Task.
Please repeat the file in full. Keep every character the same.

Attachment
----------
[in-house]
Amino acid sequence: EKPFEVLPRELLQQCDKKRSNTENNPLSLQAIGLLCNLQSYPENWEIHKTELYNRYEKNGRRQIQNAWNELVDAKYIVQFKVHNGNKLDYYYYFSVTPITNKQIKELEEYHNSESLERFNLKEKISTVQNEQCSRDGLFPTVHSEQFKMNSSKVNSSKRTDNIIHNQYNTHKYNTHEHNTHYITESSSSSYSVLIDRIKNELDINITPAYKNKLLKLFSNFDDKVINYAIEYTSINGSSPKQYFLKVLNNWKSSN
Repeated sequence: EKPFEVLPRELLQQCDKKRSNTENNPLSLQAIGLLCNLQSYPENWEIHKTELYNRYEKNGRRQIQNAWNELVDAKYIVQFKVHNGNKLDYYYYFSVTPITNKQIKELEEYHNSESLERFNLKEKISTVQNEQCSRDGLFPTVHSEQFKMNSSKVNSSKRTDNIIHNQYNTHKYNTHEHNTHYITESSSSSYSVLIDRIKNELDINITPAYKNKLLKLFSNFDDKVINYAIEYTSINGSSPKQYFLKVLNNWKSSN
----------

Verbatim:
[in-house]
Amino acid sequence: EKPFEVLPRELLQQCDKKRSNTENNPLSLQAIGLLCNLQSYPENWEIHKTELYNRYEKNGRRQIQNAWNELVDAKYIVQFKVHNGNKLDYYYYFSVTPITNKQIKELEEYHNSESLERFNLKEKISTVQNEQCSRDGLFPTVHSEQFKMNSSKVNSSKRTDNIIHNQYNTHKYNTHEHNTHYITESSSSSYSVLIDRIKNELDINITPAYKNKLLKLFSNFDDKVINYAIEYTSINGSSPKQYFLKVLNNWKSSN
Repeated sequence: EKPFEVLPRELLQQCDKKRSNTENNPLSLQAIGLLCNLQSYPENWEIHKTELYNRYEKNGRRQIQNAWNELVDAKYIVQFKVHNGNKLDYYYYFSVTPITNKQIKELEEYHNSESLERFNLKEKISTVQNEQCSRDGLFPTVHSEQFKMNSSKVNSSKRTDNIIHNQYNTHKYNTHEHNTHYITESSSSSYSVLIDRIKNELDINITPAYKNKLLKLFSNFDDKVINYAIEYTSINGSSPKQYFLKVLNNWKSSN